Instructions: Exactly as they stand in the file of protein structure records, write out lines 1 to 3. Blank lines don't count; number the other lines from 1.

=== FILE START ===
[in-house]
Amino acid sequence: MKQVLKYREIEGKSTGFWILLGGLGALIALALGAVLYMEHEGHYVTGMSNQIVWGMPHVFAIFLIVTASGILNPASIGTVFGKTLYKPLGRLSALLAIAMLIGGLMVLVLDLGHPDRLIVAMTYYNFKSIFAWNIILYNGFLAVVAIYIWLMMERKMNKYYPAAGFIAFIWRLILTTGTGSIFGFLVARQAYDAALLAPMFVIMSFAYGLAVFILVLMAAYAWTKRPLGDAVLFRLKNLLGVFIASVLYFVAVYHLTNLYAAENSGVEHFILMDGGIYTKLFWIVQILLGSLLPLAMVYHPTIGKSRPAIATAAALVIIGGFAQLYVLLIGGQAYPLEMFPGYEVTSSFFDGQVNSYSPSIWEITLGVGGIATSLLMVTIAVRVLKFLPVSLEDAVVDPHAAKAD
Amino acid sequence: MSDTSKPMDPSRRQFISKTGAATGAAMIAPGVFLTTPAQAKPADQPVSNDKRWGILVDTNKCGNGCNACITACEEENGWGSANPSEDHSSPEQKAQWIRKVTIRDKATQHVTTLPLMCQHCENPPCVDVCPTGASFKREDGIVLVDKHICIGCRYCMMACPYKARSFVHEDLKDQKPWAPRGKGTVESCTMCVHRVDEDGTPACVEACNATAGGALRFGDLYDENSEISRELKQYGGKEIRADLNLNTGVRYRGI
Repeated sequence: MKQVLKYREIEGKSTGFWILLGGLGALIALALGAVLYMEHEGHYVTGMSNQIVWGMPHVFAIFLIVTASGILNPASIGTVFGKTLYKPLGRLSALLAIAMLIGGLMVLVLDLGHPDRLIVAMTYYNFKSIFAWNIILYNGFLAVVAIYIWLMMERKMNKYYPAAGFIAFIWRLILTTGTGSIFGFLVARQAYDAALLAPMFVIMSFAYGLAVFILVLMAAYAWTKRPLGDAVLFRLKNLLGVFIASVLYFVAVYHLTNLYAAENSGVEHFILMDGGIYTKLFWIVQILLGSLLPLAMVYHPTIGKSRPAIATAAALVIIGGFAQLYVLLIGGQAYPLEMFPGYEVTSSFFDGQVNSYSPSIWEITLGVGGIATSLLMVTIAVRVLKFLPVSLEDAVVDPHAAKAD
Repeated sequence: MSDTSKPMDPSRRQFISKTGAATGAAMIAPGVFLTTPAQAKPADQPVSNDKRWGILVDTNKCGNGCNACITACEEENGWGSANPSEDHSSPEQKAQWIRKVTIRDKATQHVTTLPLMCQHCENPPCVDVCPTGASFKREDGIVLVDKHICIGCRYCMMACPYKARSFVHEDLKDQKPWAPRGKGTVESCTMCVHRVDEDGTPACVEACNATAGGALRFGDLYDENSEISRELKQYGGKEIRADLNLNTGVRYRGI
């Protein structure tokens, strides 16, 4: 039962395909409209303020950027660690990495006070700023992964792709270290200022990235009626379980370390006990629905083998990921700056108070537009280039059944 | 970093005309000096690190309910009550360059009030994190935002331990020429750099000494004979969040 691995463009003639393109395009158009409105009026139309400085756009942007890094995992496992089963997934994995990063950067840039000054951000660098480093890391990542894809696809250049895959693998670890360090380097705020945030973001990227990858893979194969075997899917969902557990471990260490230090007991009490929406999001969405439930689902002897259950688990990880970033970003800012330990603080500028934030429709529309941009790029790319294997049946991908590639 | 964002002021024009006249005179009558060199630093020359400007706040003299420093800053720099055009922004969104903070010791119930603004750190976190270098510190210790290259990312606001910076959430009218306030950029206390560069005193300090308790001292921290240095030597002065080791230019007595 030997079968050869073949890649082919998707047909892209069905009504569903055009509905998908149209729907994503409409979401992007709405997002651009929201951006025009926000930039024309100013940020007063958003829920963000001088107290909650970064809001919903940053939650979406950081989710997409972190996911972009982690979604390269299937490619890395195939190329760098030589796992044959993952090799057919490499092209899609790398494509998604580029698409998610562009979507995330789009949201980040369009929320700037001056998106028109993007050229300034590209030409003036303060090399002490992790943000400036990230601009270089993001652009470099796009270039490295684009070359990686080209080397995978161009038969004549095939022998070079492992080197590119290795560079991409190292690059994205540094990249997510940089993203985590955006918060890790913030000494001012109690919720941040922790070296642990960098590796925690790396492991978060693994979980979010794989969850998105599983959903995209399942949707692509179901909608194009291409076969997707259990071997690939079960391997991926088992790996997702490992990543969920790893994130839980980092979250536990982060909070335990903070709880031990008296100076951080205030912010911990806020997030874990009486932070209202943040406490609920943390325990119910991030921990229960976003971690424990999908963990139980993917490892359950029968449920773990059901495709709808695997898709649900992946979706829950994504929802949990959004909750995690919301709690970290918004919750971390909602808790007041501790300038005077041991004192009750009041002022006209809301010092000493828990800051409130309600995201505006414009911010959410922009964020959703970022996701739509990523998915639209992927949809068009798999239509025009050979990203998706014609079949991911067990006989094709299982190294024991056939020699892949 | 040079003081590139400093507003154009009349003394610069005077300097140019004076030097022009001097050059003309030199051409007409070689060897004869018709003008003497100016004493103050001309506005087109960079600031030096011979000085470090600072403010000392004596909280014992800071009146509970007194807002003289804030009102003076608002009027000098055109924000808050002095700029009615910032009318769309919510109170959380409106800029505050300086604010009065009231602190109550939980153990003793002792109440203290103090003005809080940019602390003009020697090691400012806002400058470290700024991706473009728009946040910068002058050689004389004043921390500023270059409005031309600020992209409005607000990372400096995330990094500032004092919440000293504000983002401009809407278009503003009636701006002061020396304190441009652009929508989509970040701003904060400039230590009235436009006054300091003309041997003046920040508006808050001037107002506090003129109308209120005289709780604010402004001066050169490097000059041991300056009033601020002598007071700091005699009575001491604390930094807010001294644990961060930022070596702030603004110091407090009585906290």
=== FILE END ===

[in-house]
Amino acid sequence: MKQVLKYREIEGKSTGFWILLGGLGALIALALGAVLYMEHEGHYVTGMSNQIVWGMPHVFAIFLIVTASGILNPASIGTVFGKTLYKPLGRLSALLAIAMLIGGLMVLVLDLGHPDRLIVAMTYYNFKSIFAWNIILYNGFLAVVAIYIWLMMERKMNKYYPAAGFIAFIWRLILTTGTGSIFGFLVARQAYDAALLAPMFVIMSFAYGLAVFILVLMAAYAWTKRPLGDAVLFRLKNLLGVFIASVLYFVAVYHLTNLYAAENSGVEHFILMDGGIYTKLFWIVQILLGSLLPLAMVYHPTIGKSRPAIATAAALVIIGGFAQLYVLLIGGQAYPLEMFPGYEVTSSFFDGQVNSYSPSIWEITLGVGGIATSLLMVTIAVRVLKFLPVSLEDAVVDPHAAKAD
Amino acid sequence: MSDTSKPMDPSRRQFISKTGAATGAAMIAPGVFLTTPAQAKPADQPVSNDKRWGILVDTNKCGNGCNACITACEEENGWGSANPSEDHSSPEQKAQWIRKVTIRDKATQHVTTLPLMCQHCENPPCVDVCPTGASFKREDGIVLVDKHICIGCRYCMMACPYKARSFVHEDLKDQKPWAPRGKGTVESCTMCVHRVDEDGTPACVEACNATAGGALRFGDLYDENSEISRELKQYGGKEIRADLNLNTGVRYRGI